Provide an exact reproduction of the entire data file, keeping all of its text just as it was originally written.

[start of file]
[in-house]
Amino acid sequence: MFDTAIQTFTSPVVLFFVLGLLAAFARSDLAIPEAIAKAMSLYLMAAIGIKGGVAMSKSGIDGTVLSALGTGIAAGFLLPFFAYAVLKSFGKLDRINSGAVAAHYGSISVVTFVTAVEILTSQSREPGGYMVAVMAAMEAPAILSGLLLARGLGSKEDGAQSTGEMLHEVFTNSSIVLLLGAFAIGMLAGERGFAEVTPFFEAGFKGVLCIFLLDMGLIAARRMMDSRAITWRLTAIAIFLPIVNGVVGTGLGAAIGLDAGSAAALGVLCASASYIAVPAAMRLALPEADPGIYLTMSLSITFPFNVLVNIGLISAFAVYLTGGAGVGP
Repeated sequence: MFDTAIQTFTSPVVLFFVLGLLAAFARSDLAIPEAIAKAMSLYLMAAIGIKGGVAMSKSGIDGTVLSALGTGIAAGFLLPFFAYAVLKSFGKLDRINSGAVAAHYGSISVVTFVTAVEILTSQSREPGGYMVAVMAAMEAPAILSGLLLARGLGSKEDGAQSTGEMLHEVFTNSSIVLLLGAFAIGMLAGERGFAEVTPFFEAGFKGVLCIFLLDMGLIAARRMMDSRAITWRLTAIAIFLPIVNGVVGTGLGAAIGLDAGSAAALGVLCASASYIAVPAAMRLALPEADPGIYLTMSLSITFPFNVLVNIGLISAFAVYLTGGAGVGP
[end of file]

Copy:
[in-house]
Amino acid sequence: MFDTAIQTFTSPVVLFFVLGLLAAFARSDLAIPEAIAKAMSLYLMAAIGIKGGVAMSKSGIDGTVLSALGTGIAAGFLLPFFAYAVLKSFGKLDRINSGAVAAHYGSISVVTFVTAVEILTSQSREPGGYMVAVMAAMEAPAILSGLLLARGLGSKEDGAQSTGEMLHEVFTNSSIVLLLGAFAIGMLAGERGFAEVTPFFEAGFKGVLCIFLLDMGLIAARRMMDSRAITWRLTAIAIFLPIVNGVVGTGLGAAIGLDAGSAAALGVLCASASYIAVPAAMRLALPEADPGIYLTMSLSITFPFNVLVNIGLISAFAVYLTGGAGVGP
Repeated sequence: MFDTAIQTFTSPVVLFFVLGLLAAFARSDLAIPEAIAKAMSLYLMAAIGIKGGVAMSKSGIDGTVLSALGTGIAAGFLLPFFAYAVLKSFGKLDRINSGAVAAHYGSISVVTFVTAVEILTSQSREPGGYMVAVMAAMEAPAILSGLLLARGLGSKEDGAQSTGEMLHEVFTNSSIVLLLGAFAIGMLAGERGFAEVTPFFEAGFKGVLCIFLLDMGLIAARRMMDSRAITWRLTAIAIFLPIVNGVVGTGLGAAIGLDAGSAAALGVLCASASYIAVPAAMRLALPEADPGIYLTMSLSITFPFNVLVNIGLISAFAVYLTGGAGVGP